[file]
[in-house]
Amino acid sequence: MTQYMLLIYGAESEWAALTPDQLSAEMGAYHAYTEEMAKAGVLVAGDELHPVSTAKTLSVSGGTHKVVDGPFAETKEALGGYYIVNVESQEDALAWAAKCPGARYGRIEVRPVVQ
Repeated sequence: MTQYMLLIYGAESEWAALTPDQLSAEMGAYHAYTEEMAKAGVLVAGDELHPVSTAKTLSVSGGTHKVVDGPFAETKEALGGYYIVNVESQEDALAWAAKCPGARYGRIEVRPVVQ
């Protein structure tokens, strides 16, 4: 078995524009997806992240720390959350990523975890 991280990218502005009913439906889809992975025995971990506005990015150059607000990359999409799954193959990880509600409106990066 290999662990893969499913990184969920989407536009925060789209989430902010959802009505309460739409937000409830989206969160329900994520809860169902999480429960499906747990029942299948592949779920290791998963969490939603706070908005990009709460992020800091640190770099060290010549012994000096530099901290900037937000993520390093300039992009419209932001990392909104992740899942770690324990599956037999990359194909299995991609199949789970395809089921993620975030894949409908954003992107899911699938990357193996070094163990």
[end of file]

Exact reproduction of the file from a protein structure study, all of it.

[in-house]
Amino acid sequence: MTQYMLLIYGAESEWAALTPDQLSAEMGAYHAYTEEMAKAGVLVAGDELHPVSTAKTLSVSGGTHKVVDGPFAETKEALGGYYIVNVESQEDALAWAAKCPGARYGRIEVRPVVQ
Repeated sequence: MTQYMLLIYGAESEWAALTPDQLSAEMGAYHAYTEEMAKAGVLVAGDELHPVSTAKTLSVSGGTHKVVDGPFAETKEALGGYYIVNVESQEDALAWAAKCPGARYGRIEVRPVVQ
């Protein structure tokens, strides 16, 4: 078995524009997806992240720390959350990523975890 991280990218502005009913439906889809992975025995971990506005990015150059607000990359999409799954193959990880509600409106990066 290999662990893969499913990184969920989407536009925060789209989430902010959802009505309460739409937000409830989206969160329900994520809860169902999480429960499906747990029942299948592949779920290791998963969490939603706070908005990009709460992020800091640190770099060290010549012994000096530099901290900037937000993520390093300039992009419209932001990392909104992740899942770690324990599956037999990359194909299995991609199949789970395809089921993620975030894949409908954003992107899911699938990357193996070094163990």